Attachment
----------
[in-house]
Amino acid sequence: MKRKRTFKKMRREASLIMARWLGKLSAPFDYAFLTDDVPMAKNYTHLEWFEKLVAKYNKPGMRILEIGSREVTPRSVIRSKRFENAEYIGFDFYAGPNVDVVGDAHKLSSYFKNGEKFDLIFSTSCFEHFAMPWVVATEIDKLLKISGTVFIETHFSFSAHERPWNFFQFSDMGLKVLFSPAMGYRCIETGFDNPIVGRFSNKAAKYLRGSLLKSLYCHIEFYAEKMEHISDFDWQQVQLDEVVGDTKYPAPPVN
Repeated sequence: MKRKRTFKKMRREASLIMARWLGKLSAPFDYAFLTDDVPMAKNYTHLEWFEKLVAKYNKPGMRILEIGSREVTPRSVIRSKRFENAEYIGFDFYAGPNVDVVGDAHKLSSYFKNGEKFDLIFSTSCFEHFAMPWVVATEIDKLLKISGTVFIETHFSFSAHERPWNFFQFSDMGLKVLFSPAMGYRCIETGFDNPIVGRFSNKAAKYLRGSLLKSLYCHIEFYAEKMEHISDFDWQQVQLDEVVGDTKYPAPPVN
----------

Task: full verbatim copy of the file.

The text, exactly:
[in-house]
Amino acid sequence: MKRKRTFKKMRREASLIMARWLGKLSAPFDYAFLTDDVPMAKNYTHLEWFEKLVAKYNKPGMRILEIGSREVTPRSVIRSKRFENAEYIGFDFYAGPNVDVVGDAHKLSSYFKNGEKFDLIFSTSCFEHFAMPWVVATEIDKLLKISGTVFIETHFSFSAHERPWNFFQFSDMGLKVLFSPAMGYRCIETGFDNPIVGRFSNKAAKYLRGSLLKSLYCHIEFYAEKMEHISDFDWQQVQLDEVVGDTKYPAPPVN
Repeated sequence: MKRKRTFKKMRREASLIMARWLGKLSAPFDYAFLTDDVPMAKNYTHLEWFEKLVAKYNKPGMRILEIGSREVTPRSVIRSKRFENAEYIGFDFYAGPNVDVVGDAHKLSSYFKNGEKFDLIFSTSCFEHFAMPWVVATEIDKLLKISGTVFIETHFSFSAHERPWNFFQFSDMGLKVLFSPAMGYRCIETGFDNPIVGRFSNKAAKYLRGSLLKSLYCHIEFYAEKMEHISDFDWQQVQLDEVVGDTKYPAPPVN